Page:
Even as we move closer to a post-Castro Cuba, there has been no easing of the Bush Administration’s hardline policy. That Washington’s instincts are confrontational became clear in the wake of the 9/11 attacks, when Cuba expressed solidarity with the American people, called for dialogue and offered to sign bilateral agreements for joint efforts against terrorism. The Bush Administration rebuffed even those overtures and instead began calling for Castro’s downfall. By 2003 this had led to the formation of the Commission for Assistance to a Free Cuba, and by May 2004 to a 500-page action plan to bring an end to the Castro regime. Making it sound as though the regime was on the verge of collapse, economy and all, and that just a few more nudges would do it, the plan included measures to (1) tightly limit the travel of Americans to Cuba, including some painful new restrictions on the travel of Cuban-Americans; (2) increase Radio and TV Martí broadcasting; and (3) provide increased assistance to dissidents and other representatives of civil society in Cuba.

Also, the massive plan almost seemed to envisage a US occupation of Cuba so that we could show Cubans how to reorganize their country and make their trains run on time. In keeping with that, in July 2005 a transition coordinator was appointed, à la Paul Bremer in Iraq! In the latter case, at least we waited until we had occupied the country.

But with or without a transition coordinator, the plan didn’t work–and it is difficult to understand why the Bush team thought it would. Increased radio and TV broadcasting, to the extent that it proved feasible, had virtually no impact on Cuban public opinion. Despite US restrictions on the travel of Americans, revenues from tourism actually increased. And as for aid to the dissidents, that had no effect either. Many dissidents even openly expressed their disagreement with the new US initiative. One, Oscar Espinosa Chepe, summed up their reaction: “We’re not in agreement with any foreign government giving opinions as to what we Cubans must do.”

Rather than collapsing, as the commission had predicted, the Cuban economy turned a corner and is showing strong signs of recovery, with a growth rate of at least 8 percent for 2005. Cuba has new and vitally important economic relationships with Venezuela and China. The price of nickel, now Cuba’s major export, has reached record highs. And there are strong signs of a major new oilfield off the north coast; various countries are already bidding for drilling sites.

Ignoring this reality–pretending that the plan is working and, indeed, that we’ve reached a “new stage” in the transformation of Cuba–on July 10, with much fanfare, the Bush Administration issued a new “Compact With the Cuban People.” This dredged up a few new measures against the Cuban economy–likely to be as ineffectual as earlier ones–but its basic purpose seemed to be to put forward a revised objective. The old goal had been to bring down the Castro government. The new one would be to prevent the so-called “succession strategy,” i.e., that Castro be succeeded by his brother, Raúl, the First Vice President.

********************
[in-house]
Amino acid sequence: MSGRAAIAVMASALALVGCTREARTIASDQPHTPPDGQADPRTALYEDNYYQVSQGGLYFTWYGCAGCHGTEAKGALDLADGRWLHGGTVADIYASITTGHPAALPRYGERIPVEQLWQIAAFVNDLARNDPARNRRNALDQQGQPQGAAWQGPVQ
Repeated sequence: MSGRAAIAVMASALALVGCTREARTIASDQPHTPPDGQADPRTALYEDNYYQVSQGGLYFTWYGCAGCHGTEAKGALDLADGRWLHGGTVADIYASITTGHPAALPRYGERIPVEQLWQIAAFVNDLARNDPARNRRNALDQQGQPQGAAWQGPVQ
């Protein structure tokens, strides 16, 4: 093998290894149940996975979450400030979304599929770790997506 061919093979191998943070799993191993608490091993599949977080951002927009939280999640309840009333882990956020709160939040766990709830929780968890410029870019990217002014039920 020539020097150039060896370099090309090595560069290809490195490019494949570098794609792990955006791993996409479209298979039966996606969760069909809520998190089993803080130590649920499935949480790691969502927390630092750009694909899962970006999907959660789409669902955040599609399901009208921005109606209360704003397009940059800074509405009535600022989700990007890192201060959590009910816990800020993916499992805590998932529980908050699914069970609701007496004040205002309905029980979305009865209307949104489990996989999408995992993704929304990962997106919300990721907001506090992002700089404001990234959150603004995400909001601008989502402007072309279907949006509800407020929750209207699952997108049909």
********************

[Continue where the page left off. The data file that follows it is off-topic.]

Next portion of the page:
What timing! No sooner had the Bush Administration said it was unacceptable than it happened. On July 31 Fidel announced that because of a delicate intestinal operation requiring an indefinite period of recuperation, he was signing power over to his brother, who would now be acting President. Subsequently, there were reports that Fidel would probably be able to resume his duties within a few weeks, but of course that remains to be seen.

People in Cuba took the succession calmly. If Fidel were for some reason incapacitated, they would expect Raúl to take over. Though lacking his brother’s charisma, he is known as an excellent administrator. The Cuban military, which he leads, is one of the most efficient and respected institutions in the country.

But if the Cuban people seem willing to accept the interim rule of Raúl Castro, the Bush Administration is not. That’s unfortunate, since there is reason to believe that Raúl is open to some degree of accommodation with Washington. The possibility was at least worth exploring, but the State Department immediately rejected the appointment, saying, “The imposition of Raúl Castro denies the Cuban people their right to freely elect their government.” It then offered to assist their efforts toward a transition more to its liking. President Bush and Secretary of State Condoleezza Rice also called on the Cuban people “to work for democratic change on the island” and stressed that the United States stood ready to help “Cuba’s transition to democracy.”

Such entreaties–in effect calling on Cubans to work against the successor government–will fail. Indeed, that the Administration makes them at all suggests it is even further out of touch with reality than we might have imagined. There certainly are no legions of Cubans waiting to follow Washington’s lead in this matter, especially not when US credibility is at an all-time low. Cubans need only look to the smoking ruins of Iraq for an example of US “democracy building.”

In sum, what we have here is a totally bankrupt policy. The Administration will not deal with the existing government, whether led by Fidel or Raúl. It calls for a democratic transitional government but has no means of bringing one into being. Rather, it is left to issue calls in the night wind, to any Cubans who just might be listening, to create that new government. We shouldn’t be surprised when no one answers.